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Safe and persistent growth-promoting effects of vosoritide in children with achondroplasia: 2-year results from an open-label, phase 3 extension study

Ravi Savarirayan, Louise Tofts, Melita Irving, William R Wilcox, Carlos A Bacino, Julie Hoover-Fong, Rosendo Ullot Font, Paul Harmatz, Frank Rutsch, Michael B Bober, Lynda E Polgreen, Ignacio Ginebreda, Klaus Mohnike, Joel Charrow, Daniel Hoernschemeyer, Keiichi Ozono, Yasemin Alanay, Paul Arundel, Yumiko Kotani, Natsuo Yasui, Klane K White, Howard M Saal, Antonio Leiva-Gea, Felipe Luna-González, Hiroshi Mochizuki, Donald Basel, Dania M Porco, Kala Jayaram, Elena Fisheleva, Alice Huntsman-Labed, Jonathan R S Day
Genetics in Medicine: Official Journal of the American College of Medical Genetics 2021, 23 (12): 2443-2447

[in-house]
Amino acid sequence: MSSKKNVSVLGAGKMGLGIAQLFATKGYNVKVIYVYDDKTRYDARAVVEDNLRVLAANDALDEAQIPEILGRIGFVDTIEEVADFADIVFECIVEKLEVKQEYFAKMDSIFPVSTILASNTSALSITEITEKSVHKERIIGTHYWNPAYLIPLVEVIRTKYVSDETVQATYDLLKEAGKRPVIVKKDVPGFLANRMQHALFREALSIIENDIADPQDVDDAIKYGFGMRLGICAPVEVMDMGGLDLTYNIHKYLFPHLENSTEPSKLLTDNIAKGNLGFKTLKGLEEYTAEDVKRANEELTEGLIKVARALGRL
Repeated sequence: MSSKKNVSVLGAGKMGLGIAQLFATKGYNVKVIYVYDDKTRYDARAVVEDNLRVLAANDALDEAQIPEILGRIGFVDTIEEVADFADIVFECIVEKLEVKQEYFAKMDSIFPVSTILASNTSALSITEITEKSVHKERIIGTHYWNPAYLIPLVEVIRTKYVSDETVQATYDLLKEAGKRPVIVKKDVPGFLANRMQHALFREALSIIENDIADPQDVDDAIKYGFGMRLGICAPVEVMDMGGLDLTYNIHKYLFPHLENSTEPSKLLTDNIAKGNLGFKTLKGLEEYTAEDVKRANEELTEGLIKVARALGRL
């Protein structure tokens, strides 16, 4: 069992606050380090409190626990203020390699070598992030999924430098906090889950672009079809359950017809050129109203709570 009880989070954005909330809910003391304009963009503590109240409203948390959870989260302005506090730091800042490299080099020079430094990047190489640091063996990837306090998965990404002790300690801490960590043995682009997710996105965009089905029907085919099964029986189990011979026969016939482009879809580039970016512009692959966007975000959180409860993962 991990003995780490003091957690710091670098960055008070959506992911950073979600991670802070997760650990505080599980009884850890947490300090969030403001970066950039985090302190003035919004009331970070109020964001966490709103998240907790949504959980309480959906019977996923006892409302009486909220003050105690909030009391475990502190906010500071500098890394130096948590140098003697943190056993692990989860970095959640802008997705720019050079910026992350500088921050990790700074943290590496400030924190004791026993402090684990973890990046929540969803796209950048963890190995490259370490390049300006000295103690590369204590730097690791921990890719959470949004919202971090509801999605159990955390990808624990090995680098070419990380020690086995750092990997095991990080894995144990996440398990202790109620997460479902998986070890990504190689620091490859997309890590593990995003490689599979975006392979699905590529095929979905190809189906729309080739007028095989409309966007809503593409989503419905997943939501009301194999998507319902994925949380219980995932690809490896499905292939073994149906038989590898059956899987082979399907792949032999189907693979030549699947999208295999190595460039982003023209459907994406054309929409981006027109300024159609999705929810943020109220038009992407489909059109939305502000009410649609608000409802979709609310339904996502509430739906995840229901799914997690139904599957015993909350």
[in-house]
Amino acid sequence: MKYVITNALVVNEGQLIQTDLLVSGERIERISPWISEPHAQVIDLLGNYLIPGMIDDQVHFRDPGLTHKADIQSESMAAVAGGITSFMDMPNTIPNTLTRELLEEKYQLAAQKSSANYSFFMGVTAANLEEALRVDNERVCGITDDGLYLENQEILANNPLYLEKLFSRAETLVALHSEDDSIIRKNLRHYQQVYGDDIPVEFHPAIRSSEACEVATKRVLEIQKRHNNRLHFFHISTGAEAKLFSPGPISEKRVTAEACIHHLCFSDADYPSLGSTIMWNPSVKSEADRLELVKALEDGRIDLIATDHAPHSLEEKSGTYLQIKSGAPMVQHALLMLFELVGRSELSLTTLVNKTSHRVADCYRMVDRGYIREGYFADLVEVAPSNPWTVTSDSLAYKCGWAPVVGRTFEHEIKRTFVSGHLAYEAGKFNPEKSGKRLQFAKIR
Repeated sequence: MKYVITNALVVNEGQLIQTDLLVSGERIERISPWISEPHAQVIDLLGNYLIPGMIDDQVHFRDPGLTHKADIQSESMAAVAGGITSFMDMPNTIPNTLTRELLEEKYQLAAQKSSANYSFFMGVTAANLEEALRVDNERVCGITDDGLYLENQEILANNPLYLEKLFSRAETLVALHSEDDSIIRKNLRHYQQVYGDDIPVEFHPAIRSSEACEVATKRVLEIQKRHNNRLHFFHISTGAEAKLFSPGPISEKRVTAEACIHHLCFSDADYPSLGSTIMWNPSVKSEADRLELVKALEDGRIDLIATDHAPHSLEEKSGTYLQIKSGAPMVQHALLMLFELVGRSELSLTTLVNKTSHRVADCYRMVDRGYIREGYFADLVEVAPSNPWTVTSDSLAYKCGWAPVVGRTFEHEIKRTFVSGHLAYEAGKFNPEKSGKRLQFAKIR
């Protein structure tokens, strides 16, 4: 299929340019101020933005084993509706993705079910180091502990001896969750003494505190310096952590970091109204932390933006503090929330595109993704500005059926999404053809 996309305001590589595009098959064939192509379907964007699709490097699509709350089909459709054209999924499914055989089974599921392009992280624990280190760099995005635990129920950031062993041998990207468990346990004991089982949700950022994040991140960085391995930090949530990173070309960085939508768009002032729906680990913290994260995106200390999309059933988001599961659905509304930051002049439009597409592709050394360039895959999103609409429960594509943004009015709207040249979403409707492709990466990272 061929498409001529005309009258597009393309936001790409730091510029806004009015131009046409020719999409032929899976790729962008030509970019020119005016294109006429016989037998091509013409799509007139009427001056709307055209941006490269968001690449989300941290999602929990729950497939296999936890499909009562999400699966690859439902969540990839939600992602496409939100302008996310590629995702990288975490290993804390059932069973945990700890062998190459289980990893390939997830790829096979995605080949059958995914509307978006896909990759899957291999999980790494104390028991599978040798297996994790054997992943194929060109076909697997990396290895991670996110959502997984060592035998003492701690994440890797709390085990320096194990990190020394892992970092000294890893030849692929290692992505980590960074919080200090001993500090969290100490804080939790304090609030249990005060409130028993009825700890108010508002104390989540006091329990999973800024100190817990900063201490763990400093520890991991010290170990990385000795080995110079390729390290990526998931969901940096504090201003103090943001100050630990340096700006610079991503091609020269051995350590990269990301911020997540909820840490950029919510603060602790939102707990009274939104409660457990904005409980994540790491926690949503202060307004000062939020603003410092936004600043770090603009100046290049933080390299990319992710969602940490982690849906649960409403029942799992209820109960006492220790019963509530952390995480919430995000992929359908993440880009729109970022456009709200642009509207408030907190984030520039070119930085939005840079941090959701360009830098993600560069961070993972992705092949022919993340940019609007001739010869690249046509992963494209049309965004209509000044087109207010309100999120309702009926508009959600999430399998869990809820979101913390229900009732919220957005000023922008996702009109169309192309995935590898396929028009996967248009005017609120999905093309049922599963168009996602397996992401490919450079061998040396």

PURPOSE: Achondroplasia is caused by pathogenic variants in the fibroblast growth factor receptor 3 gene that lead to impaired endochondral ossification. Vosoritide, an analog of C-type natriuretic peptide, stimulates endochondral bone growth and is in development for the treatment of achondroplasia. This phase 3 extension study was conducted to document the efficacy and safety of continuous, daily vosoritide treatment in children with achondroplasia, and the two-year results are reported.

METHODS: After completing at least six months of a baseline observational growth study, and 52 weeks in a double-blind, placebo-controlled study, participants were eligible to continue treatment in an open-label extension study, where all participants received vosoritide at a dose of 15.0 μg/kg/day.

RESULTS: In children randomized to vosoritide, annualized growth velocity increased from 4.26 cm/year at baseline to 5.39 cm/year at 52 weeks and 5.52 cm/year at week 104. In children who crossed over from placebo to vosoritide in the extension study, annualized growth velocity increased from 3.81 cm/year at week 52 to 5.43 cm/year at week 104. No new adverse effects of vosoritide were detected.

CONCLUSION: Vosoritide treatment has safe and persistent growth-promoting effects in children with achondroplasia treated daily for two years.

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